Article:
“Avoid pellets or you will just get breamed out,” said Ian. Mitch added: “I’ve found spicy and fruity boilies have worked well for Trent carp, especially curried flavours.
“Hemp is also a great bait but you need to put a lot in to get through the smaller fish. A light-coloured pop-up over the top of it is a great presentation for river carp.
“Prebaiting can be good but it works best in deeper swims, rather than shallower ones. Pop-up rigs tend to work well, as do bigger baits to avoid the bream if there are nuisance fish around, but try to target areas where there aren’t nuisance fish around if you can.
“The fewer nuisance fish there are, the more likely it is that you will find carp.”
With so much water flowing through big rivers like the Trent, it’s tempting to want to bait heavily, but both anglers advocate a moderate approach.
“If you are doing a short session a couple of kilos of bait is plenty,” said Ian, “freezer baits are my preferred choice because there are no chemical traces, just natural food.
“You can fish with large or small baits, but it all depends on the situation. If you are using small baits you will get indications from bream and once that happens you can switch to bigger baits to avoid them.
“I like to cast out with a PVA stringer as it’s just something a little bit different. These are wild fish, they haven’t seen rigs and bait.”
Location is the main thing on the river, with obvious features the best starting points.
“The fish definitely do show themselves so use your general watercraft,” said Mitch, “if you see a spot that looks ‘carpy’ or some features that you think hold fish then give them a go.
“If the fish are there then you will probably catch them.
“To give yourself a fighting chance start by targeting the marinas, moored boats and manmade features. In winter, sewage outlets run warm and can be a great holding spot, and they’re also full of bloodworm.
“Unlike chub, I don’t think you really get resident carp on the river – they’re pretty nomadic. There are areas where they feed and areas where they don’t. I think you have batches of fish come in and then go.”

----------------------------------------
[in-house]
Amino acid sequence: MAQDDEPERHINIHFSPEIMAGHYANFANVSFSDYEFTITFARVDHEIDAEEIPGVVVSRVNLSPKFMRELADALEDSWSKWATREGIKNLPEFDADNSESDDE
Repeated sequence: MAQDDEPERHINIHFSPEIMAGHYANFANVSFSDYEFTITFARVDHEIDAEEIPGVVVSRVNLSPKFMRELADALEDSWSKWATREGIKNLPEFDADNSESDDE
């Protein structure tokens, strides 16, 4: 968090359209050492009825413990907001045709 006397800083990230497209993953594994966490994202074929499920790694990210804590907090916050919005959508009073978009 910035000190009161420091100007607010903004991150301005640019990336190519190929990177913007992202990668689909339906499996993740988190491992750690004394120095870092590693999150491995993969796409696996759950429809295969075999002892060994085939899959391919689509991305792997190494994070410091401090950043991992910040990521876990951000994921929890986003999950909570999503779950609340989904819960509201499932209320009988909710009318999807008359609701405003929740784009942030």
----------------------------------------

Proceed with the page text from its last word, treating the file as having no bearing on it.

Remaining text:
Ian added: “Time on the water is never wasted. It’s like any venue, it takes a while to learn what’s going on. If you fish in pairs it can help. You can learn the river twice as quickly.”
While some river anglers advocate simplifying rigs, Ian is of the opinion that you should stick with what you know and not ‘dumb down’ for the sake of it.
“Use your normal setup that you feel confident with, but perhaps up the strength of your lines and sizes of your hooks because the carp do fight totally differently to lake carp.”
“You can get away with longer hooklengths because the river straightens them out, but if you are fishing slack water it’s really just the same as lake fishing,” added Mitch, “Hook sharpness is key, so always check your points because the flowing water can wash the hooks against the bottom and blunt them.
“If you fish the outside of a bend it can be rocky and snaggy, and you’ll want to fish pop-ups. On the inside of bends it’s nearly always clear gravel and you are better off with bottom baits. Have a lead around first to avoid snags.”
Dusk and dawn tend to be the best bite times on the Trent, so our flying visit ended shortly after lunch.
It’s not often you clamber into a dinghy to be rowed back to your car when leaving a swim, but then again it’s not often you see two carp anglers targeting this varied waterway from a manmade outcrop.
Perhaps that’s why it’s so special to those who dare.
To book a guided river session with Mitch email firstname.lastname@example.org or call 07886 599078